I have noticed over the years that there is a major play at trying to redefine words in order to control narratives. Two examples of words that are losing their original definitions, are terrorism and Semitic. There was a bombing in an Ontario Indian restaurant a few days ago and they keep mentioning that they don't believe it is terror related. When did bombings ceace to be terrorism? Do terrorists need to be brown now, in order to be considered terrorists? Also the term Semitic used to refer to all Semetic people who speak a Semetic language, which not only includes Hebrew, but languages like Maltese, Aribic and Aramaic among a few others. In its original definition practically any hate or prejudice towards someone of Middle Eastern decent, was antisemitic.
I do not think this is necessarily deliberate redefinition to control narratives (although that certainly does happen at times). Language evolves naturally, sometimes unfortunately misused words become the commonplace understanding of a term, or meaning entirely inverts.
Random example: "inconvenient" in Middle English meant "inappropriate" or "unseemly" and now it means "causing trouble, difficulties or discomfort". Meaning shifts like this aren't related to a specific agenda, but just to organic evolution of usage.
Terrorism's current meaning is "unlawful use of violence and intimidation, especially against civilians, in pursuit of political aims". So I think saying a bombing is not terrorism isn't saying that it doesn't engender terror or isn't terrifying, but that it is not politically motivated or intended to control political action. On the other hand, if enough people start understanding and using "terrorism" as you are, then the understood meaning will eventually evolve toward "a violent or destructive act that causes people to be terrified or traumatized, especially if performed by persons of color".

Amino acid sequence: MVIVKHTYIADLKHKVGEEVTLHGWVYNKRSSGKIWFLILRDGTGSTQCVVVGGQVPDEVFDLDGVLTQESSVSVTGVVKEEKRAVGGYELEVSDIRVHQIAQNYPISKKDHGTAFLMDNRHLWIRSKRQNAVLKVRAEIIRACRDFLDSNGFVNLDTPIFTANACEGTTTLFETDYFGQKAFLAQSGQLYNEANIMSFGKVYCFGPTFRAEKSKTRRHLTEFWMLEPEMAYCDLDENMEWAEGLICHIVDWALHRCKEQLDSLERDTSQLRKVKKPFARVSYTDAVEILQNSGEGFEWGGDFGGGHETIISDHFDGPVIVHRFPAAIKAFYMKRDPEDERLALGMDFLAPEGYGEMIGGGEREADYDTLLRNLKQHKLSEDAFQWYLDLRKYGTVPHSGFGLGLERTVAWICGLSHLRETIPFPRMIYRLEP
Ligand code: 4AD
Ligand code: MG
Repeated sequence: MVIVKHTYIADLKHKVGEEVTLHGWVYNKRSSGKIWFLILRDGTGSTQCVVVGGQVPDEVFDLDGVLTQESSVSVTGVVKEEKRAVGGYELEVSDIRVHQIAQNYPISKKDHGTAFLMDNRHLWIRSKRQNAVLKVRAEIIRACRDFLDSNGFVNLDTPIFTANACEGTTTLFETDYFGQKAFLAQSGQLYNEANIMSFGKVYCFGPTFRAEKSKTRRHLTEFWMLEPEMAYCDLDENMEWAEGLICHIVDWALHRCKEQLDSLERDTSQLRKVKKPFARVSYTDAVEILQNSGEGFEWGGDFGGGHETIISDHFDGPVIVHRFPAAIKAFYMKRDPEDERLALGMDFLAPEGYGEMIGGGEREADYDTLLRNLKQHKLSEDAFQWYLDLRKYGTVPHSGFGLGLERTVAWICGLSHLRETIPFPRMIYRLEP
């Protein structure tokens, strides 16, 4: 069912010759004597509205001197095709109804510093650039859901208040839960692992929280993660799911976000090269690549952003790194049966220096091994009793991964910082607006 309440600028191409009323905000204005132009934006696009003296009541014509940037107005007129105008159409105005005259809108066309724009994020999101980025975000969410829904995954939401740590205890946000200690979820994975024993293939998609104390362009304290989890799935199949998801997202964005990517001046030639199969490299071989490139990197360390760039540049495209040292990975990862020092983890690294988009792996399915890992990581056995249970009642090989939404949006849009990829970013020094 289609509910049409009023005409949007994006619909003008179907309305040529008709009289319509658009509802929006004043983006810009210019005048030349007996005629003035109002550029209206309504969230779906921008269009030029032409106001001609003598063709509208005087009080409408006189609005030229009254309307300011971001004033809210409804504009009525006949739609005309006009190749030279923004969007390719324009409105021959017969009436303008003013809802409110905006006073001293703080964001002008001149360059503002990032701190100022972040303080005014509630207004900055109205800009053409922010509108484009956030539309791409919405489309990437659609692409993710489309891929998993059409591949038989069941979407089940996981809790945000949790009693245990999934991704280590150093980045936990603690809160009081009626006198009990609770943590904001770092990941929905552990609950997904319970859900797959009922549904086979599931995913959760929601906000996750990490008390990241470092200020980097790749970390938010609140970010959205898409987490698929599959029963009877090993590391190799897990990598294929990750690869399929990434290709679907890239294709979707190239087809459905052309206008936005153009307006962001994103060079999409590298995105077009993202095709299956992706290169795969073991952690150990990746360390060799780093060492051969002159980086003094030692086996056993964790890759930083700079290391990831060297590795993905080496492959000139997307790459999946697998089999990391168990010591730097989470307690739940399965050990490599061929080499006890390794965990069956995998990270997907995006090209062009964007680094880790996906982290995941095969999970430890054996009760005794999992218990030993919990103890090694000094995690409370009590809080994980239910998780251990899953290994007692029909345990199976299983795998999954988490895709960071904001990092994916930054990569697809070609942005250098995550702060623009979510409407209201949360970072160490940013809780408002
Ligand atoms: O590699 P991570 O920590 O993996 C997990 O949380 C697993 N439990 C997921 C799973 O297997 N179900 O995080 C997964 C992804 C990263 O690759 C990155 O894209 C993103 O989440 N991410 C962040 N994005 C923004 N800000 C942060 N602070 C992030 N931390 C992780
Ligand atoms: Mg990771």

I understand that not all Jews are semitic, and not all semitics are Jews, so I've never really understood how "anti-semitic" became equated with "xenophobic or racist concerning Jewish people" but from what I can find about it online this equivalency with "Jew-hatred" has been in place since about 1879 when it was promulgated (ironically, in Germany), in an effort to come up with a scientific-sounding, sanitized alternative to the term Judenhass.
Good point Doug. Another thing that's happening is the blending of a once horrifying (and still horrifying) word like "rape" with a once annoying word like "sexist". They both are certainly bad but now they are viewed by many as the same thing. I believe that's why they had different definitions to begin with.
While logically the word antisemitic ought to apply to all people of middle eastern descent, in actual fact it has always only referred to hostility toward Jews. The English language, in which we drive on a parkway and park on our driveways, has many peculiarities.